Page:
Amid the utter chaos of the last 72 hours – from the torrent of ministerial resignations to Boris Johnson’s own painful almost-exit – there was someone who was ushered out of Cabinet – Michael Gove.
A long-time frenemy of the prime minister, Gove had been appointed Secretary of State for Housing – soon after renamed the Levelling up Department – last September. Known to be one of the most effective and competent people in policy, he was handed the key to what, we were told, was the government’s number one priority: levelling up the country.
As we now know, this meant everything and nothing. The White Paper supposed to flesh out its aims was packed full of classical references, a reverence for Renaissance Florence and little else. But at the top of his in-tray was a national housing crisis. On the list, appalling social housing conditions, coupled with a shortfall of affordable housing stock and an unfaltering cladding crisis. It wasn’t an easy job.
Yet, in a rare spectacle of political ability, he fared well. On social housing, he made progress by listening to those who were affected by leaks, mould and insects in what should have been safe and warm affordable homes. Although this sounds like the simple nitty-gritty, even just admitting something had to change meant improvement compared to his predecessors.
Gove was committed to getting more funding for social housing, changing current regulations with the aim of improving standards of living, and ensuring housing associations took responsibility for their services.
Social housing activist Kwajo Tweneboa, who has been a prominent voice exposing the conditions of some housing providers, said the sacking of Gove from that role was “another blow to the housing crisis”.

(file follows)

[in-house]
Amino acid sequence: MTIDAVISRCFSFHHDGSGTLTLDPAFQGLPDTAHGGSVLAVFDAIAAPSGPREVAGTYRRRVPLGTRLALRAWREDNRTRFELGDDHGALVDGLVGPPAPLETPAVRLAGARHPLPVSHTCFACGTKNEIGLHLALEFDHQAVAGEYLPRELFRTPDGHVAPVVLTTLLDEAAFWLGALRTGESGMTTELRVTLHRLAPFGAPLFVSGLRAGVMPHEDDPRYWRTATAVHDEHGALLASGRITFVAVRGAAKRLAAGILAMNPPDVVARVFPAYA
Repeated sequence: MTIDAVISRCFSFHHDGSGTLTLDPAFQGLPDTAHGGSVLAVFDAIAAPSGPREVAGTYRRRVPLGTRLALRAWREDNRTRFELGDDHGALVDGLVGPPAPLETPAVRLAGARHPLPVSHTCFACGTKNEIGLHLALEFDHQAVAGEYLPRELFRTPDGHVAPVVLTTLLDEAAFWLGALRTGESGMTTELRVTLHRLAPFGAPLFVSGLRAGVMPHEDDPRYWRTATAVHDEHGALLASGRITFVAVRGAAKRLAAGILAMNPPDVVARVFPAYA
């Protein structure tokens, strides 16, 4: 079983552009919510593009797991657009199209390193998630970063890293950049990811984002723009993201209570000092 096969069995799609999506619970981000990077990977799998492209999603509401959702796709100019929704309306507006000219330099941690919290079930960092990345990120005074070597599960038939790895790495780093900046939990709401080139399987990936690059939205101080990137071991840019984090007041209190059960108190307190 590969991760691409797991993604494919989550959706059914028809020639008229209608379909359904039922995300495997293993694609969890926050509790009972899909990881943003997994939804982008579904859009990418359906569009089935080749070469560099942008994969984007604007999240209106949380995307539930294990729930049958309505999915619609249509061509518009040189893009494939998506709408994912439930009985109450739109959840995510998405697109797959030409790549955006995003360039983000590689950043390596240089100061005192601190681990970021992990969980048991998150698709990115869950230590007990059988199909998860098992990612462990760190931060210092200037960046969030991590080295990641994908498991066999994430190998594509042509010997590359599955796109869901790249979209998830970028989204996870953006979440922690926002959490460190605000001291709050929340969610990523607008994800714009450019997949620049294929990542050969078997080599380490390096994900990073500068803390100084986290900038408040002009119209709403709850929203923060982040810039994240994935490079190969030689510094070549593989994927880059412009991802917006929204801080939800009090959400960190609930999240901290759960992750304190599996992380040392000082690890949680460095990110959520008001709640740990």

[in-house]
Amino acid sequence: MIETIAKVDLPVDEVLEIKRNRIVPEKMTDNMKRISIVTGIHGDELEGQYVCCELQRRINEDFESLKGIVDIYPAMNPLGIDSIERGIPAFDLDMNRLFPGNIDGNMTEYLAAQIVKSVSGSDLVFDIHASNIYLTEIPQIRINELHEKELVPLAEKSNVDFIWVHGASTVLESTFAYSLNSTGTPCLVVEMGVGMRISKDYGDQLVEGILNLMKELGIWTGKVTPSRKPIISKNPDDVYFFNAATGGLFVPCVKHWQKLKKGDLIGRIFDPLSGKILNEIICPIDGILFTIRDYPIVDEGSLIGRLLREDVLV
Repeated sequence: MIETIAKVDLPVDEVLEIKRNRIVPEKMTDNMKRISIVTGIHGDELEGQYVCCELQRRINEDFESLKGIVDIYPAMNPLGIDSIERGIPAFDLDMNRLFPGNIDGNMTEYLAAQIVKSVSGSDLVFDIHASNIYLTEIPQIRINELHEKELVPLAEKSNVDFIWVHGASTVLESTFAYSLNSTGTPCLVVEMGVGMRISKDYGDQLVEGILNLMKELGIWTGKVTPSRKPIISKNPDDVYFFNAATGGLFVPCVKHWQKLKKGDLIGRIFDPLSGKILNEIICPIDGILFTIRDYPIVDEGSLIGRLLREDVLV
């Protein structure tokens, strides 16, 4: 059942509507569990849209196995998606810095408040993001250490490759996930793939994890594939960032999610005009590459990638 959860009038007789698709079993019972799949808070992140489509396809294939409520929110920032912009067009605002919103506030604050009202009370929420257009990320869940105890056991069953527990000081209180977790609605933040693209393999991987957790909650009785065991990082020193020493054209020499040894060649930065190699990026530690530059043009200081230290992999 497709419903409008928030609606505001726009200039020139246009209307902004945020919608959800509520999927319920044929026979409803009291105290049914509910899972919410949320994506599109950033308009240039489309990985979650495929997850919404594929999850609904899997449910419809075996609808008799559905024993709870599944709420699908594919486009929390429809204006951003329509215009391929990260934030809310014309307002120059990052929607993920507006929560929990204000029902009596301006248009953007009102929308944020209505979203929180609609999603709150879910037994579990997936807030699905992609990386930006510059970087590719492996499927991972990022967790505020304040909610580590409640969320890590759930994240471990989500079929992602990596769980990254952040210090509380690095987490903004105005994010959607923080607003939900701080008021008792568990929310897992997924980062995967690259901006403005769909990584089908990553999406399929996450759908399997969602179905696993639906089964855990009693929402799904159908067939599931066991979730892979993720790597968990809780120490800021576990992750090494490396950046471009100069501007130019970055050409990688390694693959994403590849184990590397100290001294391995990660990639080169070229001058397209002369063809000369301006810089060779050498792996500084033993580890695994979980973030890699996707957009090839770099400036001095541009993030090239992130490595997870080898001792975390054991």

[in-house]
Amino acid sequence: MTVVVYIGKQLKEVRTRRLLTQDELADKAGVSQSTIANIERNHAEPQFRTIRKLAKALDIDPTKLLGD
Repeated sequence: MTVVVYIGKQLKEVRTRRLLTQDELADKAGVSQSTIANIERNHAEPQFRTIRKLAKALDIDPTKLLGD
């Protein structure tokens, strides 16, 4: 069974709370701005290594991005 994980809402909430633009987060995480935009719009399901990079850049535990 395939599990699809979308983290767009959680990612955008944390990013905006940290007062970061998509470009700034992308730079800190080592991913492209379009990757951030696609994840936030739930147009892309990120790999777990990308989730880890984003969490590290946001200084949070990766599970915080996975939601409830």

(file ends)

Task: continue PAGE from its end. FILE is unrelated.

Gove also managed to find some headway, albeit not enough, in the cladding crisis which has paralysed the industry since a fire ripped through Grenfell tower in 2017. He fought a tireless battle with developers to make them share the burden of replacing cladding on their buildings, when before the financial pain was thrust on leaseholders. The deal struck is unlikely to cover all the cladding remediations for the buildings affected – which could be more than 10,000. Fixing them all is expected to cost more than the £2bn agreed. But it is still a momentous win for leaseholders.
In the last few decades, we’ve had a spattering of housing secretaries, with few lasting more than a year.
Gove, at nine months, won plaudits from industry voices not normally enamoured with Westminster.
“Arguably Gove has made more progress than all of them put together”, said Mary Anne Bowring, group managing director at property consultant Ringley Group.
Cladding campaigners have been head-to-head with Gove, asking for more detailed policies or more sweeping reforms. But even they, at the news of his exit from Cabinet, were left in despair. Campaign group End our Cladding Scandal called for Gove to be reappointed, recognising his solution to the cladding crisis was “by no means ideal” but praising his “determination to materially improve what was on the table”. When the people whose entire aim is to hold you to account want you back, it probably means as a politician you’re doing a decent job.
Ultimately, Gove’s departure from government is yet another loss for those who should be at the heart of politics – the people.